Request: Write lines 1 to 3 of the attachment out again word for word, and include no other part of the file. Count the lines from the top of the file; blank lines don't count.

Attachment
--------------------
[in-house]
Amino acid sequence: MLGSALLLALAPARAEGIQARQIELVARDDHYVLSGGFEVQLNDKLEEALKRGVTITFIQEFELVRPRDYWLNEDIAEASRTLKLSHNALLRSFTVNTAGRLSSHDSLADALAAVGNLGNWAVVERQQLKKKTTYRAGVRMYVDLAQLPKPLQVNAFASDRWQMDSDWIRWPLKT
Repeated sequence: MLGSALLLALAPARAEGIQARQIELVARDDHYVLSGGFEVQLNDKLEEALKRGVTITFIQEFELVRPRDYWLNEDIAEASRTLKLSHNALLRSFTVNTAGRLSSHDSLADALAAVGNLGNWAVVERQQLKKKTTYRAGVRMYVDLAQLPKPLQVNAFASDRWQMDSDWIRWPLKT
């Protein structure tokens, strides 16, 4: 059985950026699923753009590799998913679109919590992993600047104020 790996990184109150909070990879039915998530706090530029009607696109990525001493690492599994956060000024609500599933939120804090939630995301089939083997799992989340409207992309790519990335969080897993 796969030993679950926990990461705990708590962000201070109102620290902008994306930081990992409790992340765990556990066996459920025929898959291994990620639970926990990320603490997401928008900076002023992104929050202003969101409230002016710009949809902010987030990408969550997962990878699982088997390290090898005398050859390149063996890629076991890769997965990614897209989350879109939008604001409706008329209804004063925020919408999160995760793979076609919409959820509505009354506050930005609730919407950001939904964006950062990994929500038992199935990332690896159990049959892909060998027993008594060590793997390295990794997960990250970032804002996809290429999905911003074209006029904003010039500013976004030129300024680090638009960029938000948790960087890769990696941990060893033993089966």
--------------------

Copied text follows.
[in-house]
Amino acid sequence: MLGSALLLALAPARAEGIQARQIELVARDDHYVLSGGFEVQLNDKLEEALKRGVTITFIQEFELVRPRDYWLNEDIAEASRTLKLSHNALLRSFTVNTAGRLSSHDSLADALAAVGNLGNWAVVERQQLKKKTTYRAGVRMYVDLAQLPKPLQVNAFASDRWQMDSDWIRWPLKT
Repeated sequence: MLGSALLLALAPARAEGIQARQIELVARDDHYVLSGGFEVQLNDKLEEALKRGVTITFIQEFELVRPRDYWLNEDIAEASRTLKLSHNALLRSFTVNTAGRLSSHDSLADALAAVGNLGNWAVVERQQLKKKTTYRAGVRMYVDLAQLPKPLQVNAFASDRWQMDSDWIRWPLKT